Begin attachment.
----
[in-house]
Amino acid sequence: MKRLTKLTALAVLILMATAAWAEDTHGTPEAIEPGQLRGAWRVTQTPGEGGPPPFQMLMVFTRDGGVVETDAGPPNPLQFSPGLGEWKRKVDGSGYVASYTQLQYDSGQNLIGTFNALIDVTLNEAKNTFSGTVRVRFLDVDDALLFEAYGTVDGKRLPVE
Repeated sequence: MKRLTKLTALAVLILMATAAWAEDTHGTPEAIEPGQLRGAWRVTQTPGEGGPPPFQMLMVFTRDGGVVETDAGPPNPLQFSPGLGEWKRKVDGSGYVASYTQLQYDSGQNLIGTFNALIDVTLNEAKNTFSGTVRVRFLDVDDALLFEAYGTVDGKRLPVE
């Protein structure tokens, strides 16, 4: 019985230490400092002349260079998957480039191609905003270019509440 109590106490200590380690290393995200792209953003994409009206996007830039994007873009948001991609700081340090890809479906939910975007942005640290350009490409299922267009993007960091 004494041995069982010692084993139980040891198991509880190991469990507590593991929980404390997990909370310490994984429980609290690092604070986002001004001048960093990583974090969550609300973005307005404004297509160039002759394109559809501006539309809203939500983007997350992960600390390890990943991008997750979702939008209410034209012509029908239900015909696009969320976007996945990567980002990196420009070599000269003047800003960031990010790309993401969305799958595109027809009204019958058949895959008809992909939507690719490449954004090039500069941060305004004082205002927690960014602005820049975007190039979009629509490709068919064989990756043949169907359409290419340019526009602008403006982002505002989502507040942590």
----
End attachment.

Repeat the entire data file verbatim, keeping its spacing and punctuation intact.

[in-house]
Amino acid sequence: MKRLTKLTALAVLILMATAAWAEDTHGTPEAIEPGQLRGAWRVTQTPGEGGPPPFQMLMVFTRDGGVVETDAGPPNPLQFSPGLGEWKRKVDGSGYVASYTQLQYDSGQNLIGTFNALIDVTLNEAKNTFSGTVRVRFLDVDDALLFEAYGTVDGKRLPVE
Repeated sequence: MKRLTKLTALAVLILMATAAWAEDTHGTPEAIEPGQLRGAWRVTQTPGEGGPPPFQMLMVFTRDGGVVETDAGPPNPLQFSPGLGEWKRKVDGSGYVASYTQLQYDSGQNLIGTFNALIDVTLNEAKNTFSGTVRVRFLDVDDALLFEAYGTVDGKRLPVE
């Protein structure tokens, strides 16, 4: 019985230490400092002349260079998957480039191609905003270019509440 109590106490200590380690290393995200792209953003994409009206996007830039994007873009948001991609700081340090890809479906939910975007942005640290350009490409299922267009993007960091 004494041995069982010692084993139980040891198991509880190991469990507590593991929980404390997990909370310490994984429980609290690092604070986002001004001048960093990583974090969550609300973005307005404004297509160039002759394109559809501006539309809203939500983007997350992960600390390890990943991008997750979702939008209410034209012509029908239900015909696009969320976007996945990567980002990196420009070599000269003047800003960031990010790309993401969305799958595109027809009204019958058949895959008809992909939507690719490449954004090039500069941060305004004082205002927690960014602005820049975007190039979009629509490709068919064989990756043949169907359409290419340019526009602008403006982002505002989502507040942590």